The Congolese call for an end to genocide over natural resource, cobalt

#CongoIsBleeding and here’s why

Despite decades of emancipation from colonialism, and Africa’s wealth of natural resources it feels like we’re still catching up with the rest of the world. While unrest ensues all over the continent from Namibia to Nigeria, The Congo is also experiencing some tough times. About 60% of the world’s cobalt, the metal used for making batteries for smartphone and other electronic devices, is found in the Democratic Republic of Congo, however, unfortunately, the revenue and benefits from the sales of these resources aren’t spreading to the average citizens. According to the world bank, in 2018, 72% of the population, especially in the North West and Kasaï regions, was living on less than $1.90 a day.

Much like we’ve seen with #EndSars and #ShutItAllDown, since last Thursday, people from Congo have taken to social media to use the hashtag, #CongoIsBleeding to raise awareness on the genocide happening in their nation. The hashtag seeks to highlight the child slavery, deadly conflicts and corruption spawned by the quest to feed megacompanies with minerals to the benefit of some an detriment of most.

The Democratic Republic of Congo has been in conflict for decades, and between 2016 and 2018, 4.5 million people were displaced by the conflict between the military and fragments of ethnic militias, fighting for dominance. Amidst all of this, the country has the world’s most prolific cobalt mines, and they produce about half of the cobalt used all over the world. It’s very possible that the device you’re reading this post in was formed by the mines in Congo, and the lucrative nature of cobalt mining means that all efforts to ensure production should match the effort put in by demand.

The east of the DRC, where the mines are located, is home to nearly 40,000 child labourers digging for the minerals that would eventually be utilized by giant corporations. The people of Kawama have grumbled that too much of their land has been sold to mining firms who restrict the people from digging freely. The sites where the people are still allowed to dig have concessions that miners have to sell to them at a rate of $7 for a day’s work.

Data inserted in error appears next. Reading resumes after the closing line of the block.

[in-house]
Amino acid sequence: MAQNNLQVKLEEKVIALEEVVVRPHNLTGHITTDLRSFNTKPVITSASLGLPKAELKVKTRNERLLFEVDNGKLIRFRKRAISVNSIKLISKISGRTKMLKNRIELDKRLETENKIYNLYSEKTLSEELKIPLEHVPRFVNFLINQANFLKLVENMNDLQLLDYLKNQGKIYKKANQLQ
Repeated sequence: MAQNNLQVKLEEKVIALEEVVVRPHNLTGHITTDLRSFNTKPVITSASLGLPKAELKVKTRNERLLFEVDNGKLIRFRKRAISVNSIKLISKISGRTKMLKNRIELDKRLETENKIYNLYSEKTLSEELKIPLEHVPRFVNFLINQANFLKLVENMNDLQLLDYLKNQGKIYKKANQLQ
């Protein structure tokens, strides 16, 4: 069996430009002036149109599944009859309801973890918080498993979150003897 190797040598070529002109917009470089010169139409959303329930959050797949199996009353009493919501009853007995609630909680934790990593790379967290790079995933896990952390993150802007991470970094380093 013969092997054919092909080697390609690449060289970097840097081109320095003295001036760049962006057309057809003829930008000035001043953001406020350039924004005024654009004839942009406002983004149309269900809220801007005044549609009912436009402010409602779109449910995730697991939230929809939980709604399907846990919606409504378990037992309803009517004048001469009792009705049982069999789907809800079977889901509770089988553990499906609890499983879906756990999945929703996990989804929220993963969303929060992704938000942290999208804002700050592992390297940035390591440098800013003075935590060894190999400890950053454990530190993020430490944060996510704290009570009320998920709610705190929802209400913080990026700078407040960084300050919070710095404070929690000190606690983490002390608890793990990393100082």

However, the value of cobalt has plummeted since the pandemic took off. It now costs barely a third as much as it did at its peak. Big companies like Telsa are trying to stop using cobalt in order to avoid ruining their reputation by patronising Congolese miners. This is because child labor is often employed at different mines, where tunnels sometimes collapse and kill the unskilled workers.

In addition, the people of Congo believe that the state-owned mines only serve to enrich corrupt politicians. Though the owners of the big mining firms make fortunes, the actual miners live in poverty or worse, get arrested for mining illegally. With the little media coverage for these people losing their very basic human rights, some have referred to it as a silent holocaust.

Social media continues to serve as an important tool for raising awareness of the injustice happening across the world. The Congo crisis came to light on Twitter just a few days after Nigerians reignited the #EndSARS movement on Twitter to protest police brutality in Nigeria. In both cases, the problem has its root in the general lack of transparency and corruption from the nation’s leaders. The people have stopped being so passive about being oppressed and are using their voices to appeal for justice.

Though these issues of bad leadership, genocide, violence against women and children, rape and police brutality are far from new in Africa, there’s a sense that a revolution is at hand and it’s being televised on social media.


Featured Image Credits: Twitter